In Technology

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Jay Fields cuts to the important stuff

I have started using Expectations, which is a testing system created by Jay Fields. I really like Expectations. It is very minimalist, which I like a great deal.

Source

April 25th, 2013

In Business, Philosophy

No Comments

Do intellectuals have any influence?

Paul Krugman writes:

But will any of this make a difference? The story of the past three years, after all, is not that Alesina and Ardagna used a bad measure of fiscal policy, or that Reinhart and Rogoff mishandled their data. It is that important people’s will to believe trumped the already ample evidence that austerity would be a terrible mistake; A-A and R-R were just riders on the wave.

The cynic in me therefore says that after a brief period of ...

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April 24th, 2013

In Business

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Real entrepreneurs are ready to go to jail

This question occurs to me a lot. If the government never threatens to arrest you, then how do you know if you are really pushing against the limits? If you play it safe, and avoid any government threats, then are you really being innovative? Here is a guy who was willing to take big risks:

My first startup landed me in prison. Imagine a company that allowed people to eliminate the financial burden of paying for a luxury or ...

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April 23rd, 2013

In Philosophy

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Why does danah boyd face more criticism than Paul Krugman when writing about personal topics?

Nothing in this post should be read as a criticism of either Paul Krugman or danah boyd. They are both writers that I admire. They both maintain blogs that I have been following for 7 or 8 years. They are both politically of the left, progressive and committed to humane values. And they both sometimes write informally academic things on their blogs, and other times personal things on their blogs. And I have the impression that danah boyd faces much ...

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April 23rd, 2013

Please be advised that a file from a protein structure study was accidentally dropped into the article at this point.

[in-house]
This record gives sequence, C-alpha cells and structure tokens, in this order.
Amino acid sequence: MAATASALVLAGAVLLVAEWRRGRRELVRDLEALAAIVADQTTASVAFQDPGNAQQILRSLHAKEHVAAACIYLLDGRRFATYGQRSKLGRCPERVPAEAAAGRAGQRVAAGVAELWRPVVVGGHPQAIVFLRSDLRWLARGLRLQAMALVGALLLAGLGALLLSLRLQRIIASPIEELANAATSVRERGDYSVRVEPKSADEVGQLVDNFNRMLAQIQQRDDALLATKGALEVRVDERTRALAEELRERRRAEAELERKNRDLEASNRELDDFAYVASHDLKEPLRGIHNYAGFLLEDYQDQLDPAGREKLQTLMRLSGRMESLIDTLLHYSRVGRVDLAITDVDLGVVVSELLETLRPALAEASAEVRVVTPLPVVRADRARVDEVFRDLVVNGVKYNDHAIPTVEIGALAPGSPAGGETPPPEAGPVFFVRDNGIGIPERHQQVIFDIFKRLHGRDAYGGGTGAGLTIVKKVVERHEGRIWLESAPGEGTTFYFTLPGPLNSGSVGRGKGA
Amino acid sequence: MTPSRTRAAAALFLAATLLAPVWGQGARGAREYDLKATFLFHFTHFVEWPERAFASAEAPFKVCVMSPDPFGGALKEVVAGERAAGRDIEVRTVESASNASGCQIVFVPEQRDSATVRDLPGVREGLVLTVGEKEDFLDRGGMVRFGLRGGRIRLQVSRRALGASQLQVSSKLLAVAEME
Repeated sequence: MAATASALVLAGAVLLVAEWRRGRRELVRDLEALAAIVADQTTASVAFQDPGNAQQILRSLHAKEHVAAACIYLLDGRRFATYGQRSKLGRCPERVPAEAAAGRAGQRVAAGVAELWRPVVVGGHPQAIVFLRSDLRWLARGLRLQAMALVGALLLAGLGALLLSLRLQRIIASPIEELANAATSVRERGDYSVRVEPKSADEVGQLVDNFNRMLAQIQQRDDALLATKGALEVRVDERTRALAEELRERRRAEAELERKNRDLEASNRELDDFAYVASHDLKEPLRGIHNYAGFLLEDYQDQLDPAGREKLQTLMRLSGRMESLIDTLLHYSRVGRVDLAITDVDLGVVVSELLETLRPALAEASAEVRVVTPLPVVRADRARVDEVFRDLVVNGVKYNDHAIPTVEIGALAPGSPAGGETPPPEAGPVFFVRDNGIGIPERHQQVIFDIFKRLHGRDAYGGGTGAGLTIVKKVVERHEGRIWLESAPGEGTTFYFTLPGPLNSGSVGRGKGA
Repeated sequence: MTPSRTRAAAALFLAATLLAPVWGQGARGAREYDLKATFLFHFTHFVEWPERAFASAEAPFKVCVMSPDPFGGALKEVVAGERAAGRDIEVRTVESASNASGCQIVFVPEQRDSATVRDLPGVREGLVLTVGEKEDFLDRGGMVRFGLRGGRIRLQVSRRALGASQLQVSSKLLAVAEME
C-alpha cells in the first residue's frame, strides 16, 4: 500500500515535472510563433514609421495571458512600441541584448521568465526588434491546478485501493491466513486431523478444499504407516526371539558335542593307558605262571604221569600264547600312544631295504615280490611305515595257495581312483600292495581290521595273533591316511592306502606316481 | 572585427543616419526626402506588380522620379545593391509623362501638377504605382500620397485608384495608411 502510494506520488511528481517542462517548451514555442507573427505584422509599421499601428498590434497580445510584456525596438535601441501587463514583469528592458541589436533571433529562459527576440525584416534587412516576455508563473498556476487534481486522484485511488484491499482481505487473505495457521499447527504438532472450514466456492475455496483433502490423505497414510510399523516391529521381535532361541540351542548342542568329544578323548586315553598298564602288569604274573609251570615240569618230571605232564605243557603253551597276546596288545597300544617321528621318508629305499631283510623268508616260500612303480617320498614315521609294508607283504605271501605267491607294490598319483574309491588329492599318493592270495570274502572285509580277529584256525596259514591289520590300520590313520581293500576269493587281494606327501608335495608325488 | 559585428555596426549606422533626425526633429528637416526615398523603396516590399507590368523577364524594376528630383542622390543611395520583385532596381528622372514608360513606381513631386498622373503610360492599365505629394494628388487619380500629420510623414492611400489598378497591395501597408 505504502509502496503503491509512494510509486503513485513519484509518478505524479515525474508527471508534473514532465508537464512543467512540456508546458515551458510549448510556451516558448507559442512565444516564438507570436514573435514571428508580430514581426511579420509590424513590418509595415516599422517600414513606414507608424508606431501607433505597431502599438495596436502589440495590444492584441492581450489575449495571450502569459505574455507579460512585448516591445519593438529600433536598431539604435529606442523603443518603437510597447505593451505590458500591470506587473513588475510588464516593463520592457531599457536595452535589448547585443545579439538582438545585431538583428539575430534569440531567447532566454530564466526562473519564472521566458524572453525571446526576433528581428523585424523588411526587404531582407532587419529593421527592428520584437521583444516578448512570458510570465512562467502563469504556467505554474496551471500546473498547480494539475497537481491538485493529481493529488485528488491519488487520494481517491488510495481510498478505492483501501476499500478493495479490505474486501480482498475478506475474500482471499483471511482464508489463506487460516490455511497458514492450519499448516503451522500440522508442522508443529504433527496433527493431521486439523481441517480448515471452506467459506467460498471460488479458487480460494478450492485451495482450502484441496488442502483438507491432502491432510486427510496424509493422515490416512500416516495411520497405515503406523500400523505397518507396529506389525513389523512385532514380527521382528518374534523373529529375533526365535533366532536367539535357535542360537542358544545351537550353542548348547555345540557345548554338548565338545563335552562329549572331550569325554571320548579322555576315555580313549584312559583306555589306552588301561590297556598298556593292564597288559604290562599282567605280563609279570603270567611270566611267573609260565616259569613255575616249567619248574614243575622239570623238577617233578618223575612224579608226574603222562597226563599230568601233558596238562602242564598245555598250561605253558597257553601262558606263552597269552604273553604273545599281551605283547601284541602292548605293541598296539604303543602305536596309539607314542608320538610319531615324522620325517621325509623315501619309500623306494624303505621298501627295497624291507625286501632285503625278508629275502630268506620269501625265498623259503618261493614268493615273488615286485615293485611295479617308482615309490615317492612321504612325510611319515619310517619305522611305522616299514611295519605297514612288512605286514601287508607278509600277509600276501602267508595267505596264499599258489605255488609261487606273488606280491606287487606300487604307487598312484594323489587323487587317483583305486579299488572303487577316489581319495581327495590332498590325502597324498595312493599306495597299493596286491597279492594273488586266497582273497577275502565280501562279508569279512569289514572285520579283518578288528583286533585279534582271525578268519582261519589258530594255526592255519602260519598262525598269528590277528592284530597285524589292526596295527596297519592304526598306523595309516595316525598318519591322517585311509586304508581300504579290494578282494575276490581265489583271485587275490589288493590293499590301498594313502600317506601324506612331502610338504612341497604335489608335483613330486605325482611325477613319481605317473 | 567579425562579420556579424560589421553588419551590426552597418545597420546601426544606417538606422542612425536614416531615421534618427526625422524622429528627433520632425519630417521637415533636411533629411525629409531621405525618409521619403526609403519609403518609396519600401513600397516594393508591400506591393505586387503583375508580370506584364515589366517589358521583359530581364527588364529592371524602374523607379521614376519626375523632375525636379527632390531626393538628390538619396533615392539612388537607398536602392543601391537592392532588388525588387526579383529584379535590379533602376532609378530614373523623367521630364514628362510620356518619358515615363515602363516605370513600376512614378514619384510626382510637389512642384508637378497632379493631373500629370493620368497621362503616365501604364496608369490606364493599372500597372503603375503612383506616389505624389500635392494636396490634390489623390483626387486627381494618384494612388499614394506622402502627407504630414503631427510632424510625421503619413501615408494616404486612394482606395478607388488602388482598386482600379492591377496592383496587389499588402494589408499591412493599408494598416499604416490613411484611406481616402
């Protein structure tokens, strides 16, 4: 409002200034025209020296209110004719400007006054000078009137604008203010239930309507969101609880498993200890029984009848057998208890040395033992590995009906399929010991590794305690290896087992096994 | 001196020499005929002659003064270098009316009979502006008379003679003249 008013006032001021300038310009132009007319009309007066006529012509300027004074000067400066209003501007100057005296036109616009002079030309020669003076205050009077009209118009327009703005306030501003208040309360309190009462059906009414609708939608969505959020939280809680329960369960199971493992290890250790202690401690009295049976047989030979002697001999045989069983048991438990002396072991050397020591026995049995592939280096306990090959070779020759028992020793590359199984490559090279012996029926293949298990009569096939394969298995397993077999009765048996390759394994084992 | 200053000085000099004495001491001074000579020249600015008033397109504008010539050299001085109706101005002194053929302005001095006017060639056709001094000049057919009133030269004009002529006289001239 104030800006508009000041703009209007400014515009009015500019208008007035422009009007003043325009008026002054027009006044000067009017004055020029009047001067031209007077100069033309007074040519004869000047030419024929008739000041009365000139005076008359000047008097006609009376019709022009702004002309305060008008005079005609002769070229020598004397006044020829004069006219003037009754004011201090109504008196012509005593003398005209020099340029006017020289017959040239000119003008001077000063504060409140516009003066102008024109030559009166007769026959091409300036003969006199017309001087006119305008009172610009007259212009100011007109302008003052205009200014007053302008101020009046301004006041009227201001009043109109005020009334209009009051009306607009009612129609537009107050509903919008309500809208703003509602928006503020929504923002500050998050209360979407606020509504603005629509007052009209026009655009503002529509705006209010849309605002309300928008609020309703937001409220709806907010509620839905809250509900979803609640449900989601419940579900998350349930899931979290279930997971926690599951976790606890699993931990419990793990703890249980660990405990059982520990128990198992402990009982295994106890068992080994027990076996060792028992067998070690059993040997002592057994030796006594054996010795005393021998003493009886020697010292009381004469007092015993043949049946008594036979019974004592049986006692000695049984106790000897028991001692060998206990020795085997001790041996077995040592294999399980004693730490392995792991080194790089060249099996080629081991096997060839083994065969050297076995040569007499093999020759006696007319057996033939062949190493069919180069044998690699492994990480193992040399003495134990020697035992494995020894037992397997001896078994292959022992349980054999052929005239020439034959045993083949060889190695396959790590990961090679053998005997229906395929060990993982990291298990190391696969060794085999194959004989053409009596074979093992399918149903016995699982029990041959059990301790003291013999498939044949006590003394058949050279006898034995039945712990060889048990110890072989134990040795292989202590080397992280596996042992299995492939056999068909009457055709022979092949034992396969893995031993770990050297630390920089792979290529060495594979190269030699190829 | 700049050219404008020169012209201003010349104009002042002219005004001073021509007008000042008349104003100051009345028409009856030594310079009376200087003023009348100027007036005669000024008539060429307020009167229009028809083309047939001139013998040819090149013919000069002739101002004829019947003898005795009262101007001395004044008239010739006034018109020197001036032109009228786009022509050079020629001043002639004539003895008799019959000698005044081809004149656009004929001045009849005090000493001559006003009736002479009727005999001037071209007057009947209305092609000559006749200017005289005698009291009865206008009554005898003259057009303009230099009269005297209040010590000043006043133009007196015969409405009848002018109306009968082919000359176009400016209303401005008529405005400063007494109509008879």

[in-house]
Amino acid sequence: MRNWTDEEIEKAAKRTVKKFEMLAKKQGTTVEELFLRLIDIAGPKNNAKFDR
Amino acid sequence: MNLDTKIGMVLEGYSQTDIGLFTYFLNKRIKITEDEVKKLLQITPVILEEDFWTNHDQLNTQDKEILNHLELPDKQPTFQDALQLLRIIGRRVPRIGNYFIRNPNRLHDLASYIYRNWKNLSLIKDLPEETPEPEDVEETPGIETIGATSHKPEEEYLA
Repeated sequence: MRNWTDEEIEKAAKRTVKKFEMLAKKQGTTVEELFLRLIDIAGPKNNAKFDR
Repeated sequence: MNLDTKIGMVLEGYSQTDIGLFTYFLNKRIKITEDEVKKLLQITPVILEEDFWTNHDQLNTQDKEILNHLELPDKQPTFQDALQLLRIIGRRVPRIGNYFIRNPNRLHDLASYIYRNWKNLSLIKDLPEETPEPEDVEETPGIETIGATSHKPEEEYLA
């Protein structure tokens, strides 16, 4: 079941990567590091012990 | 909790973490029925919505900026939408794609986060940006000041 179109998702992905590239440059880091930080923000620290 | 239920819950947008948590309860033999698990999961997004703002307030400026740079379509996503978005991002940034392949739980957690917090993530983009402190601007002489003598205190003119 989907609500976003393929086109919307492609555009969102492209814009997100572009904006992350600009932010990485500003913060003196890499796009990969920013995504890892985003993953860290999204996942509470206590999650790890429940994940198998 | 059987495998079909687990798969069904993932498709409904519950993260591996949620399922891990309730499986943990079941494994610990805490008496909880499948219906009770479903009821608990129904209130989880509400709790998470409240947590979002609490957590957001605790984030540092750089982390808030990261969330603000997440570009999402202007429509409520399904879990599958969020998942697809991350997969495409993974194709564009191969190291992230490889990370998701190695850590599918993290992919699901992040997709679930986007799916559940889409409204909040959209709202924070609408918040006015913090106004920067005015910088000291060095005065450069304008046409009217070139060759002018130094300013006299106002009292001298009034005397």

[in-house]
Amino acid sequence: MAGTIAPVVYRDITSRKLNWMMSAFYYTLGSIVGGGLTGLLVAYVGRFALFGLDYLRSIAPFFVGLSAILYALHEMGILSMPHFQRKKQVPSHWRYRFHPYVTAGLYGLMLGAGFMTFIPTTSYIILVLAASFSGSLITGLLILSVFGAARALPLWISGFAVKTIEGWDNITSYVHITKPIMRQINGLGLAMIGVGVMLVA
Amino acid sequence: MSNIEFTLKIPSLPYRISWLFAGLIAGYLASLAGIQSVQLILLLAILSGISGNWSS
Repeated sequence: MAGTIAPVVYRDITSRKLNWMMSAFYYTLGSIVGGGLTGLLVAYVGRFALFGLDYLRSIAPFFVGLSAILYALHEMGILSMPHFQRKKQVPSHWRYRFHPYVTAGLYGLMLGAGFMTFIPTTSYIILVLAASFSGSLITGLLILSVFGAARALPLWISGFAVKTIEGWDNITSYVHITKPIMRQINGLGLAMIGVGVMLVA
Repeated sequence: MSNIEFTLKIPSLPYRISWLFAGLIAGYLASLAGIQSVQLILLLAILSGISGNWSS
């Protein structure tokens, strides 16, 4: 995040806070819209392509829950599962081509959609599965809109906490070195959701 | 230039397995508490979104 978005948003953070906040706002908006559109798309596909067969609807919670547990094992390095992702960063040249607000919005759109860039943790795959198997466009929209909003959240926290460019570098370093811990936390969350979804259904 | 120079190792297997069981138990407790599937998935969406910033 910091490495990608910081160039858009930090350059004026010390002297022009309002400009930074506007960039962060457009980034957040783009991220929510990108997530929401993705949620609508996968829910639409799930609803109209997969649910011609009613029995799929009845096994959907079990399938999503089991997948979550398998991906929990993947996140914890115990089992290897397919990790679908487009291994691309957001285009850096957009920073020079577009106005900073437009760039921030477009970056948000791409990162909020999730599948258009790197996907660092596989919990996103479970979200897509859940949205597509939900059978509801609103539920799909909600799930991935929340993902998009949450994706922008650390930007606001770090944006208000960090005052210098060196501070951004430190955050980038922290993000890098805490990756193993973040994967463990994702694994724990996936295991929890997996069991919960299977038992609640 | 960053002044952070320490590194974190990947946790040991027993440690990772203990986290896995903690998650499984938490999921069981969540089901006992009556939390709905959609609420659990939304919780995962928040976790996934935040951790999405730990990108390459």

In Technology

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How to restart your server processes when they die

A great writeup of several different process managers, that help with daemonization and restarts:

Monit is an established player in the process management game. Its sole purpose is to monitor daemon processes, files, directories, filesystems, etc on your server and respond with appropriate actions whenever something is not as it should be.

Sample

Here’s a simple configuration to monitor an SSH server daemon process:

1 2 3 4 5 6 set daemon 60 #check interval in seconds

check process ssh with pidfile “/var/run/sshd.pid” start ...

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April 23rd, 2013

In Business, Technology

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Why is it so difficult to estimate time on software projects?

I just went through something just like this. Interesting:.

It was the , and I was a young developer 1. In college, I had aced coding exercises, as a junior dev I had cranked out code to solve whatever problems someone specified for me, quicker than anyone expected. I could learn a new language and get productive in it over a weekend (or, so I believed).

And thus, in the natural course of things, I got to run my own project. ...

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April 23rd, 2013

In Technology

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Use JConsole to debug JVM apps

Haven’t needed to do this yet but at some point I will.

Source

April 23rd, 2013

In Technology

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You can debug a running process

GDB lets you tap into a running process and see what is happening with your app, while your app is live.

That includes stuff like running Ruby or Python processes.

Source

April 21st, 2013

In Philosophy

No Comments

Sex and technology

Yet another reminder of how much sex and technology now overlap:

Source

April 17th, 2013

In Technology

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A simple example of a one-function for encoding